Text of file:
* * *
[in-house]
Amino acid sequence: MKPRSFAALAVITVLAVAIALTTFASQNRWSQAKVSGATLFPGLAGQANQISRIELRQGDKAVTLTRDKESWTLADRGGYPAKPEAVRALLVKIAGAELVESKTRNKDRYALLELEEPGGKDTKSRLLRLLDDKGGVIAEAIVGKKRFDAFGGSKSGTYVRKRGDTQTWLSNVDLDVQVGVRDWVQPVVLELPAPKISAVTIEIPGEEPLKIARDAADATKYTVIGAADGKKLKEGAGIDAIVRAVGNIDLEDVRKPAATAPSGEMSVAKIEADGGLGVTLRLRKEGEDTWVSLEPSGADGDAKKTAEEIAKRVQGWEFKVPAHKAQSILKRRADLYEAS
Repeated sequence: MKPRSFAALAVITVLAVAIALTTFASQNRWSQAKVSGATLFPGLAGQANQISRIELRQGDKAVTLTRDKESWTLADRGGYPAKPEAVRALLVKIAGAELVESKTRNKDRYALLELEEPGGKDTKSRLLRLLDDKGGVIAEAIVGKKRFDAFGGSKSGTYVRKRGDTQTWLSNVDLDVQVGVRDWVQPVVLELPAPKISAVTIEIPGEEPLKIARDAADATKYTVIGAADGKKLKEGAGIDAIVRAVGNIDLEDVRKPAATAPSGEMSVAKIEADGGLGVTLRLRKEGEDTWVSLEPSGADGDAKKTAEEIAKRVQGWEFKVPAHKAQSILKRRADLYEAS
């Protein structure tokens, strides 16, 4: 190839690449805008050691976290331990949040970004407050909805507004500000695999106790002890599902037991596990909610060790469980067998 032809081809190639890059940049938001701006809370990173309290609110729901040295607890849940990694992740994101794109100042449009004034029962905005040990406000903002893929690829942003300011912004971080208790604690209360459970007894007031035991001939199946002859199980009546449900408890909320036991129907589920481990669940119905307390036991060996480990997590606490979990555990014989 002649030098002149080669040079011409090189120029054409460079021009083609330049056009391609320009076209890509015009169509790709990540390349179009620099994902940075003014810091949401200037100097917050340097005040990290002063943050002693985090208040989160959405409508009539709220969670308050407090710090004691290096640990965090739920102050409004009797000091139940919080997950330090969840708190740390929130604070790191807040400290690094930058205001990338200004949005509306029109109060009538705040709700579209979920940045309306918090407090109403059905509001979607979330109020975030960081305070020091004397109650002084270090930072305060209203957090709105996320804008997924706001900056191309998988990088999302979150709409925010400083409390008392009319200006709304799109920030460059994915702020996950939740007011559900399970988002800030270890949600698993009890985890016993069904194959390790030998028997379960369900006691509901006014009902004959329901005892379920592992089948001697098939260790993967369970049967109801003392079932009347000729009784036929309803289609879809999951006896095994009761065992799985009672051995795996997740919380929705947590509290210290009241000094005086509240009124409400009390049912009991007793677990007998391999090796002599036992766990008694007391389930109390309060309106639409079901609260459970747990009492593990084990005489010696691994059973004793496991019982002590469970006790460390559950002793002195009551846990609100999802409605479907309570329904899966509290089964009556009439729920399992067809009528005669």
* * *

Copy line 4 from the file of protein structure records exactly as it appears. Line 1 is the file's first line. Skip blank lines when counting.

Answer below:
């Protein structure tokens, strides 16, 4: 190839690449805008050691976290331990949040970004407050909805507004500000695999106790002890599902037991596990909610060790469980067998 032809081809190639890059940049938001701006809370990173309290609110729901040295607890849940990694992740994101794109100042449009004034029962905005040990406000903002893929690829942003300011912004971080208790604690209360459970007894007031035991001939199946002859199980009546449900408890909320036991129907589920481990669940119905307390036991060996480990997590606490979990555990014989 002649030098002149080669040079011409090189120029054409460079021009083609330049056009391609320009076209890509015009169509790709990540390349179009620099994902940075003014810091949401200037100097917050340097005040990290002063943050002693985090208040989160959405409508009539709220969670308050407090710090004691290096640990965090739920102050409004009797000091139940919080997950330090969840708190740390929130604070790191807040400290690094930058205001990338200004949005509306029109109060009538705040709700579209979920940045309306918090407090109403059905509001979607979330109020975030960081305070020091004397109650002084270090930072305060209203957090709105996320804008997924706001900056191309998988990088999302979150709409925010400083409390008392009319200006709304799109920030460059994915702020996950939740007011559900399970988002800030270890949600698993009890985890016993069904194959390790030998028997379960369900006691509901006014009902004959329901005892379920592992089948001697098939260790993967369970049967109801003392079932009347000729009784036929309803289609879809999951006896095994009761065992799985009672051995795996997740919380929705947590509290210290009241000094005086509240009124409400009390049912009991007793677990007998391999090796002599036992766990008694007391389930109390309060309106639409079901609260459970747990009492593990084990005489010696691994059973004793496991019982002590469970006790460390559950002793002195009551846990609100999802409605479907309570329904899966509290089964009556009439729920399992067809009528005669």